Biotechnology and Bioprocess Engineering 2022; 27(2): 262-267  
High Yield Fermentation of L-serine in Recombinant Escherichia coli via Co-localization of SerB and EamA through Protein Scaffold
Kim-Ngan T. Tran, Ashokkumar Kumaravel, Jaehoon Jeong, and Soon Ho Hong
Kim-Ngan T. Tran, Ashokkumar Kumaravel, Jaehoon Jeong, Soon Ho Hong*
Department of Chemical Engineering, University of Ulsan, Ulsan 44610, Korea
Tel: +82-52-259-1293; Fax: +82-52-259-1689
Received: April 1, 2021; Revised: September 16, 2021; Accepted: October 14, 2021; Published online: April 30, 2022.
© The Korean Society for Biotechnology and Bioengineering. All rights reserved.

This is an Open Access article distributed under the terms of the Creative Commons Attribution Non-Commercial License ( which permits unrestricted non-commercial use, distribution, and reproduction in any medium, provided the original work is properly cited.
L-serine is a non-essential amino acid which has a wide range of applications and plays an important role as a building block for growing cells. L-serine microbial development is considered a difficult activity due to L-serine's central role in cellular metabolism with 2 main degradation pathways. A novel strategy is needed to overcome the L-serine degradation pathway and low Lserine tolerance of Escherichia coli for efficient L-serine production. A synthetic protein scaffold between SerB and EamA was introduced in this study to physically combine the two enzymes. Through this strategy, the L-serine production is more efficient than in competing pathways. By the introduction of a synthetic protein scaffold without metabolic pathway engineering or addition of glycine, 1.8 g/L of L-serine was produced at pH7 and 37°C. By fermentation, 9.4 g/L of serine was produced at a yield of 0.34 mol/mol glucose. These results suggest that the carbon flux was successfully directed to the L-serine secretion pathway without knocking out a competing pathway or adding expensive glycine.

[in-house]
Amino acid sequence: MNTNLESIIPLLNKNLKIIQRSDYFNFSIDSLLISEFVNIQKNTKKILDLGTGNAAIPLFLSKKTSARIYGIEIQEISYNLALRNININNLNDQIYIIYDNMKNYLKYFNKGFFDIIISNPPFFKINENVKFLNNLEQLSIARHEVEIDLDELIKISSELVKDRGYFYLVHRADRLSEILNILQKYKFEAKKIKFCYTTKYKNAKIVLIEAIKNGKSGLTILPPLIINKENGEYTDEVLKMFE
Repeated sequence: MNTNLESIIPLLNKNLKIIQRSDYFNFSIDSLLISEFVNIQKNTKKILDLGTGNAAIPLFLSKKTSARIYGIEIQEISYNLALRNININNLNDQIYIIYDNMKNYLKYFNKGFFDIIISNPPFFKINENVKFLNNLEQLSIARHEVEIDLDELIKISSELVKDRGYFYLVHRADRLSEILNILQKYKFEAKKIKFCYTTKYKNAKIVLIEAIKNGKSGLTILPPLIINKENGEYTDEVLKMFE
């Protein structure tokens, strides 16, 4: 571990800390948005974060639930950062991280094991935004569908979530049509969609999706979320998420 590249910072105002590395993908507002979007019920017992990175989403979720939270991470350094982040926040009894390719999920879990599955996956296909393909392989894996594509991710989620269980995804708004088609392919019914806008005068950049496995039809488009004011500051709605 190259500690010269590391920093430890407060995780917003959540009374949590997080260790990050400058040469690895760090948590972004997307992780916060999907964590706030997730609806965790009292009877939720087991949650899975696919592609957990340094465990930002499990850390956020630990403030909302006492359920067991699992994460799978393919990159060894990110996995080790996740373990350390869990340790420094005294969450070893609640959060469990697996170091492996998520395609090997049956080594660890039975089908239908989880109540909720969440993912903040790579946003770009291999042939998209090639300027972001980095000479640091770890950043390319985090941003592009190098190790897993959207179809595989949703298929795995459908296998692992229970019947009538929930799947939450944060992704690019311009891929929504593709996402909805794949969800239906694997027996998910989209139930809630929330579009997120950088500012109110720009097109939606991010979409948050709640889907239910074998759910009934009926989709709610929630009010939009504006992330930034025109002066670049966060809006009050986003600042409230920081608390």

Keywords: L-serine, synthetic protein scaffold, metabolic engineering, Escherichia coli, fermentation

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